AALS Research: Before the JD and Beyond the Bachelor’s

College Students’ Reasons for Attending Law School Focus on Public Service and Opportunity to Make a Difference

Report Also Found Few First-Generation College Students Are Considering Law School

Public-spirited factors lead the list of reasons for considering law school among undergraduates in the United States, according to Before the JD: Undergraduate Views on Law School, a new report on student perspectives on legal education that is based on a survey by Gallup for AALS.

The survey found that undergraduates considering law school report their top reason is to pursue a career in politics, government, or public service. Other top factors include being passionate about the work, an opportunity to give back to society, and to advocate for social change. The ability to qualify for a high-paying job and the prestige of being a lawyer both rank lower on the list of 15 factors.

Why do undergraduates aspire to go to law school

More than 22,000 college students and over 2,700 law students completed the survey which captured details on their career aspirations, sources of information and advice, and academic backgrounds. The report also explores demographic differences in survey respondents by gender, parental education, race/ethnicity, and academic achievement.

“This is the first known study in more than 50 years of undergraduate views on law school,” said Judith Areen, Executive Director of AALS. “It is our hope that this report will be useful not only to law schools and aspiring law students, but to everyone who cares about law and justice. We all have a stake in the quality of the next generation of lawyers and judges.”

bjd3Surprisingly, the survey found that more than half of law students first considered law school before college, and one-third before high school. The report also includes important findings about first-generation college students. The connection between parental education and college enrollment has been widely recognized in higher education. According to the most recently available data from the National Center for Education Statistics, about one third of college students nationwide are first-generation. Before the JD shows that only one-fifth of undergraduates considering law school are first-generation.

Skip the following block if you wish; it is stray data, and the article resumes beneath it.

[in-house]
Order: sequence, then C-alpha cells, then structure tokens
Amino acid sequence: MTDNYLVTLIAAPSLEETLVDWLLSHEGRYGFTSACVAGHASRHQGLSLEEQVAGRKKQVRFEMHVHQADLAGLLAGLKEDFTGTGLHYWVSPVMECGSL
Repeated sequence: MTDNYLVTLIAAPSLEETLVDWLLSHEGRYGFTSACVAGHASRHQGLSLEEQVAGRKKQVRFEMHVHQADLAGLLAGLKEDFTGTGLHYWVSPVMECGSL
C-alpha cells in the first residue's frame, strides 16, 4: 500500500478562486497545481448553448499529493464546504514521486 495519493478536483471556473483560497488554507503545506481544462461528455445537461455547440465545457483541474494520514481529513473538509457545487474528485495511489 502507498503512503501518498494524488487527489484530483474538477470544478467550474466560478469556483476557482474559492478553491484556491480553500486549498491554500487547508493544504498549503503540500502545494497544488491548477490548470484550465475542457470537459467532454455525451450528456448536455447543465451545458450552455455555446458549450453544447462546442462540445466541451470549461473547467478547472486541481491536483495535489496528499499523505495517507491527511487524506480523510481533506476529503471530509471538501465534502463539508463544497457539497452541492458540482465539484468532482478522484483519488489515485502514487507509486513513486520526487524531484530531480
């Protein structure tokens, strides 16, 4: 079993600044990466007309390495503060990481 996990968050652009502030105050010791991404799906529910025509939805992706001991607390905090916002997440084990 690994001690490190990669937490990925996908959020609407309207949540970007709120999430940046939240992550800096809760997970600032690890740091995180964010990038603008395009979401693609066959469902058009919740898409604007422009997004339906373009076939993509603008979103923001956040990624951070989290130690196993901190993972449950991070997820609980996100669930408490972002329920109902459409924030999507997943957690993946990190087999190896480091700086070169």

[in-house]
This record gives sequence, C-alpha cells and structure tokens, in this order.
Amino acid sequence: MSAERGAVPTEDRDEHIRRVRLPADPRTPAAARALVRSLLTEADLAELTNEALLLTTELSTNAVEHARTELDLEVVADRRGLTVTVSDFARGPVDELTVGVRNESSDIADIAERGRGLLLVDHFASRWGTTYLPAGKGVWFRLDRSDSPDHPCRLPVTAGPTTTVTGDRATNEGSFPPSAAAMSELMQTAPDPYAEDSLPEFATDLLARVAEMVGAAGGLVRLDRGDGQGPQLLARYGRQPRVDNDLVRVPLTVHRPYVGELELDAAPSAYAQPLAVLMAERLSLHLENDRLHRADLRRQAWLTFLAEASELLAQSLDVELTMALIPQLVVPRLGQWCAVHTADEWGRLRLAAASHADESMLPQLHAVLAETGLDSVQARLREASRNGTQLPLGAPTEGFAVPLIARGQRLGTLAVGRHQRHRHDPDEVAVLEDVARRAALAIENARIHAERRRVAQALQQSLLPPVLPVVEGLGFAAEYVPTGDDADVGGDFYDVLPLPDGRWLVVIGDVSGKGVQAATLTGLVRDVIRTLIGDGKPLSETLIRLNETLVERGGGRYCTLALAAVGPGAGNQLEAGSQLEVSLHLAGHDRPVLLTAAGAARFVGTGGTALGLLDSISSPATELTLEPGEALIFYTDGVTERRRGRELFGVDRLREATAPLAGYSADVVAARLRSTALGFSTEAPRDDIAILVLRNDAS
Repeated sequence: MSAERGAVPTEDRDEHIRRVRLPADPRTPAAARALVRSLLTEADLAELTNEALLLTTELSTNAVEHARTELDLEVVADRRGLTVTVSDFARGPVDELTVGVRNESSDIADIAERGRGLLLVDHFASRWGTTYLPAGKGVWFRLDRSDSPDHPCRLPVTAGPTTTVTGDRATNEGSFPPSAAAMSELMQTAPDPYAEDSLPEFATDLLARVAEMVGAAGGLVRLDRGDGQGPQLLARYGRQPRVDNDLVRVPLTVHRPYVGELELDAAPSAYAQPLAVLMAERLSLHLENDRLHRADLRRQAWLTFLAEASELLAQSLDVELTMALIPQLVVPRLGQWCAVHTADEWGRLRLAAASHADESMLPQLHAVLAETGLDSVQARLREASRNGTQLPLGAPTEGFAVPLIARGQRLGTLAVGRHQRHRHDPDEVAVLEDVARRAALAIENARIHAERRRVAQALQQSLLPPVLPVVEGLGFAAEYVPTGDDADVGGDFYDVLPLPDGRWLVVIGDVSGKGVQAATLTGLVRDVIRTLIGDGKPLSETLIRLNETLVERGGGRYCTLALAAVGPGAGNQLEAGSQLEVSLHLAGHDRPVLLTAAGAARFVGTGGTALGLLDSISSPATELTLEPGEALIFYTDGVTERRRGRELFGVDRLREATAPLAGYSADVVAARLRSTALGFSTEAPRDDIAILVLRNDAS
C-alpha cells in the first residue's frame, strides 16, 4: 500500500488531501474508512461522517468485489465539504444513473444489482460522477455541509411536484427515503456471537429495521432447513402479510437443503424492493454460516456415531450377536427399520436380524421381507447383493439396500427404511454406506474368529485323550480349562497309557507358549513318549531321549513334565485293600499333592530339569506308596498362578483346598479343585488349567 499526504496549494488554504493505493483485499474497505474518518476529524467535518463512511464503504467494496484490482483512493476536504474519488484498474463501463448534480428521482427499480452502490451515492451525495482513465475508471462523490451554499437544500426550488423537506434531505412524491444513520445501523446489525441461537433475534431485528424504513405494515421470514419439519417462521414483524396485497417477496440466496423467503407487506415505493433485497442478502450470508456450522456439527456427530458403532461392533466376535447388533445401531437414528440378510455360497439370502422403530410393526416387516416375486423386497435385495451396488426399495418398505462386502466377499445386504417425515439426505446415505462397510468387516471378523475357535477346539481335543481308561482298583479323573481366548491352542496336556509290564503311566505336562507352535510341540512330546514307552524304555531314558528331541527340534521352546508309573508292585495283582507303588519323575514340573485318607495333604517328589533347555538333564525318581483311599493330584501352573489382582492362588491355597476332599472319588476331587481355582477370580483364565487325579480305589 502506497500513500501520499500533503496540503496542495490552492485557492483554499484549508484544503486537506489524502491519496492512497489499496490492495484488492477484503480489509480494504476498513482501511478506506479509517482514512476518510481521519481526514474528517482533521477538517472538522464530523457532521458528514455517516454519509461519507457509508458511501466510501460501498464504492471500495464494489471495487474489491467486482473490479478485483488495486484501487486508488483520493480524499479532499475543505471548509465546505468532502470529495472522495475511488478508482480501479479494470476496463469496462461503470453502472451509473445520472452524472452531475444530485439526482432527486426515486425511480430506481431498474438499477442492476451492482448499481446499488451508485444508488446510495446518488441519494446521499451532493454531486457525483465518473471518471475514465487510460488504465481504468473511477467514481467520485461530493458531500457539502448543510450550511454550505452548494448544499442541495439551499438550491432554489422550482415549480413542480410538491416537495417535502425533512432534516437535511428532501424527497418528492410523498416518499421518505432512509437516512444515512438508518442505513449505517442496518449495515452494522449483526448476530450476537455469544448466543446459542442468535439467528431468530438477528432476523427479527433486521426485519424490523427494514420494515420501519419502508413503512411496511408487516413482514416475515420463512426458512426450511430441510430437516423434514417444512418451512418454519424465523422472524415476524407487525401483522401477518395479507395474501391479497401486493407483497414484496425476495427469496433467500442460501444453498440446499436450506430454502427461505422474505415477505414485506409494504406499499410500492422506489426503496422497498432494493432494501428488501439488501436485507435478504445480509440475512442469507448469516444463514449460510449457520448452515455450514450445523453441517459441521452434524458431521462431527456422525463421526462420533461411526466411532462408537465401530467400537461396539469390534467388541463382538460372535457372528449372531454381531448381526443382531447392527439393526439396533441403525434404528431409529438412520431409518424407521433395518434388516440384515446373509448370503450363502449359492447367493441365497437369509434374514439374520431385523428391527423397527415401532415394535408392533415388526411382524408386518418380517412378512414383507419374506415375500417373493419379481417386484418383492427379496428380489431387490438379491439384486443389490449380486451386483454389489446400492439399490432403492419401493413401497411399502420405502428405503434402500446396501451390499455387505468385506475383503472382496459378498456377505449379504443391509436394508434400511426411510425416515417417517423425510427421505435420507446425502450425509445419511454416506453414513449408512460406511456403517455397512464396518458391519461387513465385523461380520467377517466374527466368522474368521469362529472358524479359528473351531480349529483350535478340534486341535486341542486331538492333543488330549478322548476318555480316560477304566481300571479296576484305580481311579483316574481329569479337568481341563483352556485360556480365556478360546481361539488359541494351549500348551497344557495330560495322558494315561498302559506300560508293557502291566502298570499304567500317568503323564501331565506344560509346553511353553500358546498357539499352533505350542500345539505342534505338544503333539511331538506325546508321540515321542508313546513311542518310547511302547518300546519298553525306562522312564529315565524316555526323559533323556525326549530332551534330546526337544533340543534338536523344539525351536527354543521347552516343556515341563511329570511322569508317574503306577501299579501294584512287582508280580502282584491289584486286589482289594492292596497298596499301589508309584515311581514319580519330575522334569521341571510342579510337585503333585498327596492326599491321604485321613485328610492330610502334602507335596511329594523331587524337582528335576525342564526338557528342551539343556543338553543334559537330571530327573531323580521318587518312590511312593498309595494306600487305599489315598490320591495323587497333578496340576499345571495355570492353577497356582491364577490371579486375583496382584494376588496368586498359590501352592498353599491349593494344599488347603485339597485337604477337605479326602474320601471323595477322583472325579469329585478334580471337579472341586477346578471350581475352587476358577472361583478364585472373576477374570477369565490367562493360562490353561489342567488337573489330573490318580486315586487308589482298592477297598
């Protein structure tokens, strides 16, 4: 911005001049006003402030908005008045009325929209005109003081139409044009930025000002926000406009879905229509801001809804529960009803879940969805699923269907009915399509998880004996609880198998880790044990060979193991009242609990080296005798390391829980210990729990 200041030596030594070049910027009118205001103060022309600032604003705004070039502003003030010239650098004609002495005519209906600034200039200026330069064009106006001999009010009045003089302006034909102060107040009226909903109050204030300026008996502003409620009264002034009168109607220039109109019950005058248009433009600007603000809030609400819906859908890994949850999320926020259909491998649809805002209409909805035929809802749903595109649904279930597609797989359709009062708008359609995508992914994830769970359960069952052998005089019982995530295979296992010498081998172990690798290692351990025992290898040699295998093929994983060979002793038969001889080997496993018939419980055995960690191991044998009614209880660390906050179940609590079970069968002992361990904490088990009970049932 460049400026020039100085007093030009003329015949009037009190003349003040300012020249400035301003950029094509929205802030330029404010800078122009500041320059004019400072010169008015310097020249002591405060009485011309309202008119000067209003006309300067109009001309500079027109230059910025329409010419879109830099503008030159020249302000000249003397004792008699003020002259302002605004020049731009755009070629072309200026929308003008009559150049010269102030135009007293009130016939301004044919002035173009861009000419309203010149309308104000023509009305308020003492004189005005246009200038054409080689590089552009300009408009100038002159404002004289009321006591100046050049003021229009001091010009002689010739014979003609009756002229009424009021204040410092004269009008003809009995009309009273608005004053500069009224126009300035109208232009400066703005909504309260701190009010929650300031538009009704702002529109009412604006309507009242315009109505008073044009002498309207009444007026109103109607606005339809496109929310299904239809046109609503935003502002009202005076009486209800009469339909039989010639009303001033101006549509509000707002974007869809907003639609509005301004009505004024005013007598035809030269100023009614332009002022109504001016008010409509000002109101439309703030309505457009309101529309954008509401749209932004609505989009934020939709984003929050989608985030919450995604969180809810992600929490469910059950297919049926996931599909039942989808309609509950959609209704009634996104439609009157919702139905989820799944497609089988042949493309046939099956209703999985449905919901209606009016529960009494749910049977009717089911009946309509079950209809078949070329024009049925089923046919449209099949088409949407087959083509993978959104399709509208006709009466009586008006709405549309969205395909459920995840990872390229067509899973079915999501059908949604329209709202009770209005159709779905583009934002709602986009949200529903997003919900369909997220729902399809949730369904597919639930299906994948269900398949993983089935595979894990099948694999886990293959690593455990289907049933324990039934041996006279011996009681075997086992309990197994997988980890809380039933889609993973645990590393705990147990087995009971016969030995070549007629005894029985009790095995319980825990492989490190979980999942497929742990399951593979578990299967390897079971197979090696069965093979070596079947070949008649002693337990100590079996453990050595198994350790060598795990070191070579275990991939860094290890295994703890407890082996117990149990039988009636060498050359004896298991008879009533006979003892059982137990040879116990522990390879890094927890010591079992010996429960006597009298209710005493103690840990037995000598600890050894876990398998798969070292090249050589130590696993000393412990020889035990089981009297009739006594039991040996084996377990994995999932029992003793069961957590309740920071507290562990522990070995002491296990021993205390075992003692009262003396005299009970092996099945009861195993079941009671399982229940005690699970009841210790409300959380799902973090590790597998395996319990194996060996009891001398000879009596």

A similar gap is also evident when considering advanced degree holders. Nationwide, according to U.S. Census data, only 12 percent of individuals age 45 to 65 (typical age range of parents of college students) have an advanced degree. By contrast, Before the JD found that half of undergraduates considering law school have at least one parent with an advanced degree.

The report concludes, “… it will take deliberate effort on the part of law schools to level the playing field for qualified applicants, particularly if they are the first generation in their family to graduate from college.” Additional highlights from the report and ordering information can found at www.aals.org/research.

Important sources of advice about graduate school

Parental Education a Key Factor in Considering Grad School

College students are more likely to consider graduate or professional school if at least one parent has an advanced degree

Undergraduates considering graduate or professional school are more likely to have at least one parent with an advanced degree compared with peers who are not considering graduate school, according to Beyond the Bachelor’s: Undergraduate Perspectives on Graduate and Professional Degrees, a new report based on a survey by Gallup for the AALS and the Law School Admission Council (LSAC).

The survey found that 41 percent of students considering graduate or professional education have at least one parent with an advanced degree compared to 33 percent whose parents hold a bachelor’s degree and 26 percent whose parents do not hold a four-year degree.

According to the report, students whose parents do not hold a bachelor’s degree were the least likely to report seeing or receiving information on campus about graduate or professional degrees.  Findings from the report show the already narrow pool of first-generation college students considering graduate and professional school face additional barriers depending on a variety of factors.


The report concludes, “…To encourage more first-generation students to pursue advanced degrees, colleges and universities need to do more to assure that information equitably reaches all undergraduates. …This [report] will enable graduate and professional schools to provide more relevant information to prospective students and, where appropriate, to revise their curricula to better meet the goals of incoming students.”

The report also explores demographic differences in survey respondents by gender, parental education, race/ethnicity, and academic achievement.

btb2Additional findings from the report:

• Undergraduates unlikely to pursue an advanced degree are more likely to be men than women, as are undergraduates undecided about pursuing (both 57 percent to 43 percent) and those who have never thought about an advance degree (59 percent to 41 percent).

• The pool of undergraduates likely to pursue an advanced degree includes higher percentages of Asian, Black and Hispanic students than students unlikely to do so.

• Undergraduates likely to pursue an advanced degree are more likely than their counterparts

Beyond the Bachelor's Launch event

Beyond the Bachelor’s Launch event at Gallup in Washington, DC. L to R: John Valery White (Professor and Former Provost, University of Nevada, Las Vegas), Kent Syverud (President and Chancellor, Syracuse University), and Kellye Testy (President and CEO, Law School Admission Council).